Posted on Leave a comment

Pacing Strategy for Endurance and Ultra Endurance Events

One of the topics I get asked frequently is about executing a pace strategy for endurance and ultra endurance events. Properly pacing your race will help you place higher and feel stronger at the end of the race. Whether you are using a power meter, heart rate monitor or perceived exception rate you can use these tips to improve your race by setting a pace you can handle.

Warm up

First make sure you warm up prior to your race start. This will help excert some nervous race energy and prime your heart and legs. Your warm up may be 15-30 min depending on your race lenght. Spin easy at zone 2 to warm up. Then you want to include 2-3 intervals of 1 min at zone 4/5  and 1-2 intervals of 3-4 min at zone 4. You want to get to the start line a little sweaty and a moderate breathing rate.

Race Start

The start of the race is where you can lose the race.  If you excert to much energy at once and you will be crawling home.  Don’t go too hard at the start.  Zone 4 is good for must amateur racers, pros will hit zone 5 for much of the start.  For amateur racers, try not to go into zone 5 for more then a couple of minutes. After the start you’ll see  zone 5, but try to stay out of that as much as possible. Sure you’ll probably see that on some hills and jumping into it is fine for a few of seconds, but if you find yourself there more then that, back off or make an easier gear.

Settling In

After the first 20 to 30 min you are going to want to find the pace you can sustain until the the 1/2 to 3/4 mark. For amateur racers this may be in zone 3 or hovering between zone 3-4.  Pros will be in zone 4 for a majority of the race.   People new to racing may be riding in zone 2-3 and less in zone 4.

The Finish

This is the last half or quarter of the race.  If you have done your training, paced and fueled correctly, you should have some energy left for the final push.   Your effort can go into zone 4 and 5.  You’ll be sore and tired, but you should be able to push through it.   Stay focused and steady.   If you find you can’t push harder then find a pace you can hold to the end.  Use the people in front of you as carrots and chase them down.   If you are caught by someone, try to stay with them.  Use their pace to motivate you to go harder.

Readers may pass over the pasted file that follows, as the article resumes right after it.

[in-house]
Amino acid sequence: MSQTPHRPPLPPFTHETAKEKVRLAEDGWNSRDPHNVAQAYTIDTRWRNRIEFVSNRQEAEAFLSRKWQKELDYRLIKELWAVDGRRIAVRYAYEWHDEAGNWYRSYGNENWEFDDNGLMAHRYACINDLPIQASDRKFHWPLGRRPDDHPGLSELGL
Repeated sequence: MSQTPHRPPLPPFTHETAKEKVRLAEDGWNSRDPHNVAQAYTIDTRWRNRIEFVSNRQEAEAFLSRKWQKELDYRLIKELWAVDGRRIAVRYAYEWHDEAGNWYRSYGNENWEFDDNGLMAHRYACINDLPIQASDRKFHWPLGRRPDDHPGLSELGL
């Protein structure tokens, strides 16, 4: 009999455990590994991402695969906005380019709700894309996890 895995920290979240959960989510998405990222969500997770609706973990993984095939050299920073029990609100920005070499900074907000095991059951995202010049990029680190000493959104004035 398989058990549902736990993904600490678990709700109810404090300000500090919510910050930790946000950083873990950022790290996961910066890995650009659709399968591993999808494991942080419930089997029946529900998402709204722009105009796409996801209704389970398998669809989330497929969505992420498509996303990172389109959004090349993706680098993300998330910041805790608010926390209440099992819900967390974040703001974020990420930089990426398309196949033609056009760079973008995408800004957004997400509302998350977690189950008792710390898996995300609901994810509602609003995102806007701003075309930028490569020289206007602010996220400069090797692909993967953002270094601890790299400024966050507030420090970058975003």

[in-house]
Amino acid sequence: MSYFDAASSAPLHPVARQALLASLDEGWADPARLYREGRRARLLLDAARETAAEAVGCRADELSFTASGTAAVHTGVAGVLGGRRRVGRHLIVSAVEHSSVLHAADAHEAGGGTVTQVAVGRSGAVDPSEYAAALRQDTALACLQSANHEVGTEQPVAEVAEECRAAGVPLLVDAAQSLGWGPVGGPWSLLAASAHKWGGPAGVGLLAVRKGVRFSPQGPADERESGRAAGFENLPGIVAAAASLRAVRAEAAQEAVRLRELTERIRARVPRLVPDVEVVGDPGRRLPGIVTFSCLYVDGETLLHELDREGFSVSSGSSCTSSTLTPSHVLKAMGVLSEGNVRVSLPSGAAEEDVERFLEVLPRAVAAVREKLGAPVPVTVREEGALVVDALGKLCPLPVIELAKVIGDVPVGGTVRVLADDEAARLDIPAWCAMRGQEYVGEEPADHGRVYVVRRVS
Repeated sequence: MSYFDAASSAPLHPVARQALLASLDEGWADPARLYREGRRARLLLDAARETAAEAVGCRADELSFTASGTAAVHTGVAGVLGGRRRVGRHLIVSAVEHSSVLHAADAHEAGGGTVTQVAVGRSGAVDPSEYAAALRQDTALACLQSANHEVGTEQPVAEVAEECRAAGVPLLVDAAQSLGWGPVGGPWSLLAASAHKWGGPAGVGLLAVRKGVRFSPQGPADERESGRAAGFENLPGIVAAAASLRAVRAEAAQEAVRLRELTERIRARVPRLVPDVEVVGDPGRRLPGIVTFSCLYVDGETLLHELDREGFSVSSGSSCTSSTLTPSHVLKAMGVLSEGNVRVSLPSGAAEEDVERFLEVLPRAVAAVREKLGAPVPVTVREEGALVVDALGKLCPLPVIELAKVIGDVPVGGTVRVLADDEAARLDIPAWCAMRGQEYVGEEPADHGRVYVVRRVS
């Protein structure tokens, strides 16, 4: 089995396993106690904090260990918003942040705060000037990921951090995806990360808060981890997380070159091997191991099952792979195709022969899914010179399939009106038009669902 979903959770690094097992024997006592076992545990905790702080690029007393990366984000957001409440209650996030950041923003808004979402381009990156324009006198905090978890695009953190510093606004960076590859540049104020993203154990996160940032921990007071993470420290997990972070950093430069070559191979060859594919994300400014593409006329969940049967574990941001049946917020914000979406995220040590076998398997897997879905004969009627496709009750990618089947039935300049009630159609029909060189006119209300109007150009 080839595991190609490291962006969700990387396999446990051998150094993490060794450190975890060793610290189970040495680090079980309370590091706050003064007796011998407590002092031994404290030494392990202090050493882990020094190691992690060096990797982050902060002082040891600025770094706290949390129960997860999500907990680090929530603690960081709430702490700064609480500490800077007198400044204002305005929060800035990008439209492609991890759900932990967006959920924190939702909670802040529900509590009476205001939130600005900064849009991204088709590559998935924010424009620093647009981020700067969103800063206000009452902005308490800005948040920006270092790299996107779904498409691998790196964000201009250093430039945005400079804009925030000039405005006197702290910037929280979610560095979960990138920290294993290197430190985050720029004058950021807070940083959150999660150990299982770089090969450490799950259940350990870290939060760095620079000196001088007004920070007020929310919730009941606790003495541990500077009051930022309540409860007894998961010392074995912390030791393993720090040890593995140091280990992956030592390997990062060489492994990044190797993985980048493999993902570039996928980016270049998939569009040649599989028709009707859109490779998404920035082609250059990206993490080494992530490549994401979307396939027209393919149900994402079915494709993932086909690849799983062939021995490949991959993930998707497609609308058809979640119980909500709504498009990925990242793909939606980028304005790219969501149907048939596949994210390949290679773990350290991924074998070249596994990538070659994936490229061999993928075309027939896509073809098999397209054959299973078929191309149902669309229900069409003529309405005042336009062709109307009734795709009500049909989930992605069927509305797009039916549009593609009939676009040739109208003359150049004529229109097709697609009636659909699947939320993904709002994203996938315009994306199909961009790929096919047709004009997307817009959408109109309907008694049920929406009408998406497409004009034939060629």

Pushing hard in the last 1/2 or 3/4 race will take some practice.  Use this technique in your C and B races and be ready to use it in your A race.

Fueling and Hydrating Plan

Before each race develop a plan to make sure you will stay fueled and hydrated.   Will you need bottle or a hydration pack?   Where are the aid stations, and how will you use them.?   For lap races that are less then 2-2.5hrs I like to use bottles (with fuel) and  have a cooler waiting for me at the end of the lap with fresh bottles waiting to go.  For laps longer then 2.5 hrs I carry a 70oz hydration pack (with fuel).   Find whats best for you and your races.  You can save time if you have people helping you at the end of the lap to provide you with fresh bottles or mechanical help.

Critical to your race success is to say hydrated and fueled during the event.  If you fall behind on either or both your performance will suffer.    You will want to have 20-25oz of water per hour and about 300 cal an hour for races over 3 hrs.   The longer the race the more cals per hour you want.   I recommend putting your fuel in your water.  There are many sport drinks out there.  I recommend Infinit Nutrtion, you can get everything you need for your race without having to supplement with gels, pills or bars.  I suggest taking a gulp every 15 min.  Use your elapsed timer or the alarm on your Garmin to remind you.   It takes 10-15min for the fuel to hit your system, stay head of the fueling and hydrating to avoid low energy levels.   If you are seeing your HR low, zone 1 or zone 2 but seem to be working hard, for more then a few min you could be dehydrated or lacking fuel.  Take in 100-200 extra calories with 8oz water.   You energy should start coming back within 10-15 min.

The times and zones mentioned may vary depending on your fitness and race distance.  As your fitness increases you’ll be able to ride harder for longer distances.  If you are new to racing or attempting a new race distance e.g. trying a 100 mile MTB race when you are used to racing 2hr cross country races.  It’s important to know your limits and not exceed them so yo can finish.  So may people will start a race and go way to hard at the beginning and are unable able to finish the race.  If you are unsure of your fitness or ability  start the race conservatively and pick up the base as your confidence grows.

I hope you find this post helpful for your race execution. Feel free to comment on this post or send me any questions you may have.  Have a great race!

Leave a Reply